Business of Sports: Top sports must be wary of the Midas touch

This article first appeared in Forum, The Edge Malaysia Weekly, on January 20, 2020 - January 26, 2020.
-A +A

Greed is good,” insisted Gordon Gekko in the 1987 hit movie Wall Street. But its wolverine offspring in 2013 left him looking more like a philanthropist. For corporate raiders, read sports rulers: it will not be long, you feel, before the movers-cum-shakers say 365 days are not enough to shoehorn all the money grabs into the calendar — and demand that brakes are put on Earth’s orbit.

Forgive the cynicism but how else to react when broadcasters call the shots, rich sports are getting richer while players are getting crocked and fans are getting bored. Not only do the non-playing suits turn a deaf ear to the complaints of coaches, they clearly do not get the message: “Less is more.”

Predictably leading the gold rush are golf, football, tennis, cricket and rugby. And this is not counting the diversions of others to the desert ATM of Saudi Arabia. The blind pursuit of profit is endangering the sports themselves, let alone their star performers, and all for dubious short-term gain.

Football’s World Cup is being expanded to 48 countries, the six-week long Rugby World Cup plans to go from 20 to 24 even though five or six are already just making up the numbers; golf, cricket and tennis are concocting new money-spinners. But this obsession with gigantism is setting off alarm bells.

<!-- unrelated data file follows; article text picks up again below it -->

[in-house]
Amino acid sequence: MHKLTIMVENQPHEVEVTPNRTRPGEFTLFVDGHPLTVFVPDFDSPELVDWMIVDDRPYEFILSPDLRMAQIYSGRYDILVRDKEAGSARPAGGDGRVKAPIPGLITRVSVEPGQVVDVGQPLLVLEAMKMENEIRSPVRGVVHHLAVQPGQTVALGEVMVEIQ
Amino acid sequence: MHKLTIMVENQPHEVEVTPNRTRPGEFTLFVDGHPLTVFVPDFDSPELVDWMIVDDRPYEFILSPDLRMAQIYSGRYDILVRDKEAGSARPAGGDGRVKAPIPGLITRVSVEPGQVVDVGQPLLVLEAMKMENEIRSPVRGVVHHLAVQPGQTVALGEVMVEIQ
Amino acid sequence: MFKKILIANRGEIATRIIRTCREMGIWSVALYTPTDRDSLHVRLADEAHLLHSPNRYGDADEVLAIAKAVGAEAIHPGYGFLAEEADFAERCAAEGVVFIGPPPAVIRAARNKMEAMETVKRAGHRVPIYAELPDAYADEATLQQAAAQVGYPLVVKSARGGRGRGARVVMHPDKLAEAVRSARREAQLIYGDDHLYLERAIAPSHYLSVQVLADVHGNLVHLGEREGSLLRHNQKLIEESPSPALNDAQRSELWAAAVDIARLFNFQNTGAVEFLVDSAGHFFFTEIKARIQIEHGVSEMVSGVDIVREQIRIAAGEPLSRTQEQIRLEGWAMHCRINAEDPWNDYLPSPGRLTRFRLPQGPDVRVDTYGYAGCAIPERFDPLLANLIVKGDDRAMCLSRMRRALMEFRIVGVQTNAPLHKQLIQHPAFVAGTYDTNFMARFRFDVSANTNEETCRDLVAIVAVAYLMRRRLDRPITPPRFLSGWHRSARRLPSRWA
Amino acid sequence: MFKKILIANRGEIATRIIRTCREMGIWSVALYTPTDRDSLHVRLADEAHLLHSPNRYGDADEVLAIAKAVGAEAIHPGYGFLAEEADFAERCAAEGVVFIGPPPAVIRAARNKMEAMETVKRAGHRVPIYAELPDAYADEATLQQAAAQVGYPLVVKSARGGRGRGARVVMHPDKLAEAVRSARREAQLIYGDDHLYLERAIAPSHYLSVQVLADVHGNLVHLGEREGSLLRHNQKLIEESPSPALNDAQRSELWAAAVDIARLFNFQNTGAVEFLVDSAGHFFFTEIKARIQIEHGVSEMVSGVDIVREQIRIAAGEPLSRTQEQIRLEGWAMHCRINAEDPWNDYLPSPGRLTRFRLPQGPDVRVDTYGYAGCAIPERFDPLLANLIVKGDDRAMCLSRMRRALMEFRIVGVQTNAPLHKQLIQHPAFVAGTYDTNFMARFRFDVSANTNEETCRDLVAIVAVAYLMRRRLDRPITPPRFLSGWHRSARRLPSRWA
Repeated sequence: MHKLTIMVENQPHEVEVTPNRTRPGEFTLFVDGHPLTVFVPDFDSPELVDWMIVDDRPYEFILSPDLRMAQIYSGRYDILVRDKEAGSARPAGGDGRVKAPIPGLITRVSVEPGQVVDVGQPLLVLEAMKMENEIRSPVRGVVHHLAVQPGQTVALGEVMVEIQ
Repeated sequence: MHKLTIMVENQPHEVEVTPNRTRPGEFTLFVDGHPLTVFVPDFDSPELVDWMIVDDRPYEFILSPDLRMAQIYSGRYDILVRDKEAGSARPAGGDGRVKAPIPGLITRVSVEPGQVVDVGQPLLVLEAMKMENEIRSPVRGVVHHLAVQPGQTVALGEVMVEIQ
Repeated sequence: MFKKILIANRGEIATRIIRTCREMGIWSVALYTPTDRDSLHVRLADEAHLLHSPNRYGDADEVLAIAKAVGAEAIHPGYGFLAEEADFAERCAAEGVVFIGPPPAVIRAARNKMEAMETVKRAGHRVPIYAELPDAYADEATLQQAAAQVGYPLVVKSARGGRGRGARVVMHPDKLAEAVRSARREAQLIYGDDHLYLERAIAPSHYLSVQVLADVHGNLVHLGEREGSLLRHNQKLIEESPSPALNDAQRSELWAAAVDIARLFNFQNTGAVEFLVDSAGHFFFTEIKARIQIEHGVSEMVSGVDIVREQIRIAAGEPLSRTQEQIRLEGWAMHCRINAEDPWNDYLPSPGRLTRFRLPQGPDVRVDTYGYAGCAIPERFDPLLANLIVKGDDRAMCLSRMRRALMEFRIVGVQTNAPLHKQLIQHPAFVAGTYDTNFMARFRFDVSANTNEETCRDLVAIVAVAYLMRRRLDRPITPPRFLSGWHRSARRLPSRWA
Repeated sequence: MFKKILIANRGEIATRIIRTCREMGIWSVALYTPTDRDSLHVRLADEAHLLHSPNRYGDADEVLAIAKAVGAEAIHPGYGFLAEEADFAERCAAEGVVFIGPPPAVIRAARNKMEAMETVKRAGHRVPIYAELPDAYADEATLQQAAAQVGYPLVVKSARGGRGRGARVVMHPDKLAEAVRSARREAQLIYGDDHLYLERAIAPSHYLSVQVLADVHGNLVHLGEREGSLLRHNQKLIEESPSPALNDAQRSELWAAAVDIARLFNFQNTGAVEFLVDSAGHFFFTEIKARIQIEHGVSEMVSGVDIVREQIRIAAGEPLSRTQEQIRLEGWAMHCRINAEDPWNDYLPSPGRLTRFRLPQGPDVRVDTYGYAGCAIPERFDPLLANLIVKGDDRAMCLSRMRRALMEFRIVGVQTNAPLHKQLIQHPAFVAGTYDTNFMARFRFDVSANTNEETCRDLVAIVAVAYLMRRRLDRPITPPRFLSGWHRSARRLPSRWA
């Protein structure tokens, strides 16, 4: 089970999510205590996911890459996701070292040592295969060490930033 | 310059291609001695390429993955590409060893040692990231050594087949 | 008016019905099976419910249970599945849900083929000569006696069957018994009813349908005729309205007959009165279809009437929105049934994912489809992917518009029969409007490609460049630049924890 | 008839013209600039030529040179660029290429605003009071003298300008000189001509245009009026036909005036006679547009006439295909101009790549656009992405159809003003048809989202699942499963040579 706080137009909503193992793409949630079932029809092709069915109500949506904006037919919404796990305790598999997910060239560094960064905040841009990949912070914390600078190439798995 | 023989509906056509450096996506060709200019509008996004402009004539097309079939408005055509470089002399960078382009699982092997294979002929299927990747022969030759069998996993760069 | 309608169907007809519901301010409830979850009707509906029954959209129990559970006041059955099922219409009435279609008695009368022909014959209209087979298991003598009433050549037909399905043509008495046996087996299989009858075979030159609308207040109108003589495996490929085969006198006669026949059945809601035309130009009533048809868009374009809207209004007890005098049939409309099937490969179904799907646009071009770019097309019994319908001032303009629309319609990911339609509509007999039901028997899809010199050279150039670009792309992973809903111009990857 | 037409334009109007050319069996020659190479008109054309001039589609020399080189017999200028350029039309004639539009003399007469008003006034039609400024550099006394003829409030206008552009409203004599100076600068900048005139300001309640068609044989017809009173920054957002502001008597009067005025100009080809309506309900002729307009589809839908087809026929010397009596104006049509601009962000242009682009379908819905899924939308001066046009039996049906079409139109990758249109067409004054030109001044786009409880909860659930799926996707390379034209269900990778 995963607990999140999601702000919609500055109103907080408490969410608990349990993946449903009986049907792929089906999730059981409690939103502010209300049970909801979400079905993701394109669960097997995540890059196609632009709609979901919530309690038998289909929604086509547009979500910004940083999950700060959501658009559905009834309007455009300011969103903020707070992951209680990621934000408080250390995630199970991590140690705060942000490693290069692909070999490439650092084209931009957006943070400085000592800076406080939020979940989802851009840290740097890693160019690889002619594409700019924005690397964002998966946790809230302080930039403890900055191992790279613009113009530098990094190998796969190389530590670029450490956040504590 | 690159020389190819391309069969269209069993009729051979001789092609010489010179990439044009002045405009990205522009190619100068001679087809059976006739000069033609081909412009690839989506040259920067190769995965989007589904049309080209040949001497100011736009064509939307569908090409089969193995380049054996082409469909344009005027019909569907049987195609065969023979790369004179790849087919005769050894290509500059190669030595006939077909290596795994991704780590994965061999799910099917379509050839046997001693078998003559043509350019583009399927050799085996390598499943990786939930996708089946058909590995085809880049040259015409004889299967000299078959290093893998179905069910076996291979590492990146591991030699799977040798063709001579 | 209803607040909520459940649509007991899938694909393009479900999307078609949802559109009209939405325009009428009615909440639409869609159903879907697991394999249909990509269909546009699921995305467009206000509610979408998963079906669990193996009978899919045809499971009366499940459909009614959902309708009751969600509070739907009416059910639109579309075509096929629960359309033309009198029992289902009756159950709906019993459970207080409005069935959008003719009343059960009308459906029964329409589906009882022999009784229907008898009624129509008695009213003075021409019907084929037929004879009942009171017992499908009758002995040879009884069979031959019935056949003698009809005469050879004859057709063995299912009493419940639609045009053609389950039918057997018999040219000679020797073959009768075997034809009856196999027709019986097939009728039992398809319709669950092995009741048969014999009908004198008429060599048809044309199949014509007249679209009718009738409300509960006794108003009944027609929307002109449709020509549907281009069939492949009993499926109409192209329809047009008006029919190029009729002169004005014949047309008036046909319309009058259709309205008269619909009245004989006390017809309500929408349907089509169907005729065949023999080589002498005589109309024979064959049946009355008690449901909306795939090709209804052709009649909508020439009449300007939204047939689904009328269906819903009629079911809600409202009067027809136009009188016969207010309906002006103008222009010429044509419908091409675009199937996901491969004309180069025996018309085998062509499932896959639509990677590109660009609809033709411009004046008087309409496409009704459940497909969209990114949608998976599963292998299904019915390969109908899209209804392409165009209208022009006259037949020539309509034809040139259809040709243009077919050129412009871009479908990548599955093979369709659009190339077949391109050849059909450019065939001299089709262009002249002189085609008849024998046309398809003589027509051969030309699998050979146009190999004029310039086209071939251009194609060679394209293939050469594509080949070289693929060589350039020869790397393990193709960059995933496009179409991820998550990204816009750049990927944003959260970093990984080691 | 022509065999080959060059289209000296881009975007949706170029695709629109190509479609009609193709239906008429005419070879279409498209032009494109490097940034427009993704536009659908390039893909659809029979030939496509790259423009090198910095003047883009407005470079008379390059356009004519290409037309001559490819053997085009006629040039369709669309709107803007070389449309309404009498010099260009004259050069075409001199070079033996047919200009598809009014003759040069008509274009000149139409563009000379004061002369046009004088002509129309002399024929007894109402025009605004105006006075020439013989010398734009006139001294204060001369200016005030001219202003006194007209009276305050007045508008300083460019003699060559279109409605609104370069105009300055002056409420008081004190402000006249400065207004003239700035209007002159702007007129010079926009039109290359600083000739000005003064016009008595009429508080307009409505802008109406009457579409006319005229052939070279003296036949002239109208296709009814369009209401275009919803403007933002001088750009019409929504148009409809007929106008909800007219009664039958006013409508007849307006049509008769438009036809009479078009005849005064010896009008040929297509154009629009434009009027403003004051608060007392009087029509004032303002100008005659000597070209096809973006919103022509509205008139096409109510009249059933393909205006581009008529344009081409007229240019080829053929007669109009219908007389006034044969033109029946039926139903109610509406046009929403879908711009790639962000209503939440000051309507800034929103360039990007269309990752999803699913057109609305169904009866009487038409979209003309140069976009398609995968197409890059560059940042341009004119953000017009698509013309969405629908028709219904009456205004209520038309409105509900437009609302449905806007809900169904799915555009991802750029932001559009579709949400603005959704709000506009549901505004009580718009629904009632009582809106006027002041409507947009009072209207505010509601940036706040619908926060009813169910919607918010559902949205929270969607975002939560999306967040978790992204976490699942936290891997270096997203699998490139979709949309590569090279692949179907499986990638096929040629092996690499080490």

International footballers’ union Fifpro have produced a 40-page report on the dangers called “At the Limit” and calls for “a mandatory off-season break of four weeks”. General secretary Theo van Seggelen explains, “Players are being repeatedly asked to play at their limit without sufficient rest and recovery and some are struggling with sustained periods of mental and physical strain.” Exhibit A is Son Heung-Min, Tottenham’s South Korean star, who flew 110,600km and played 78 games for club and country last season.

The crammed Christmas programme brought the usual protests from top English Premier League (EPL) coaches. Liverpool boss Jurgen Klopp, who could pick from only 12 fit senior players, called it “a crime”, and resorted to sarcasm, “Try to think one time about the players because without them, it does not work as well.”

He added, “It is about quality, not quantity. The problem is real football people are not involved in talks...”

“I completely agree,” said Manchester City’s Pep Guardiola. “Less games. Less fixtures, less competitions, more recovery.”

Even when the power brokers do heed the warnings, they do so with a grudging, half-baked fudge. After decades of legitimate gripes, the EPL is introducing “a mid-season break” from Feb 8 to 22 but it will be after most of the damage has been done.

To placate the broadcasters, football will not actually stop. Half of the teams will take two weeks off, then the other half will do likewise, but with an overlap, so there are no blank weekends for the TV companies.

If there is an element of sense in this, for many clubs, it will be too little too late. If you are bottom at New Year, you tend to go down and Spurs and England captain, Harry Kane, has already suffered his annual breakdown.

As with politicians, the words of sport’s mandarins are not what they seem. Just as the break is not really a break, a cut is not a cut — indeed, a slight trim can be a cunning ploy to make room for a more lucrative new addition. Take cricket’s plan to reduce Test matches — the highest form of the game — to four days from five.